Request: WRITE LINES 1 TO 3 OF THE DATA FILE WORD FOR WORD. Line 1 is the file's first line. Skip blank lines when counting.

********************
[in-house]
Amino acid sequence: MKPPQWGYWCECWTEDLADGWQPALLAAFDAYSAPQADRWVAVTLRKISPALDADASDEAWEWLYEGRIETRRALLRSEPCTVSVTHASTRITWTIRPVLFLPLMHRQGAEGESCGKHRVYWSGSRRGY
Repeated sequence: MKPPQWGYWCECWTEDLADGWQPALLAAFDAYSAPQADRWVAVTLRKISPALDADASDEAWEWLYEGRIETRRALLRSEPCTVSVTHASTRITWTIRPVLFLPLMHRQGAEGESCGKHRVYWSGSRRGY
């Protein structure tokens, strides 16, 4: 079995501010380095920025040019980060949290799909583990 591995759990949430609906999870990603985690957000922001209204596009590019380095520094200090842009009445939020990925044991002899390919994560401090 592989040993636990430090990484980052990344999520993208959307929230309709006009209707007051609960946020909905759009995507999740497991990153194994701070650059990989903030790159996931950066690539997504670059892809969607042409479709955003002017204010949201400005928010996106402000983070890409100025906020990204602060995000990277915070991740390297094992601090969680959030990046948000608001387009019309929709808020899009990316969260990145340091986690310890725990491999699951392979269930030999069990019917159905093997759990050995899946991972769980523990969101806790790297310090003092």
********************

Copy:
[in-house]
Amino acid sequence: MKPPQWGYWCECWTEDLADGWQPALLAAFDAYSAPQADRWVAVTLRKISPALDADASDEAWEWLYEGRIETRRALLRSEPCTVSVTHASTRITWTIRPVLFLPLMHRQGAEGESCGKHRVYWSGSRRGY
Repeated sequence: MKPPQWGYWCECWTEDLADGWQPALLAAFDAYSAPQADRWVAVTLRKISPALDADASDEAWEWLYEGRIETRRALLRSEPCTVSVTHASTRITWTIRPVLFLPLMHRQGAEGESCGKHRVYWSGSRRGY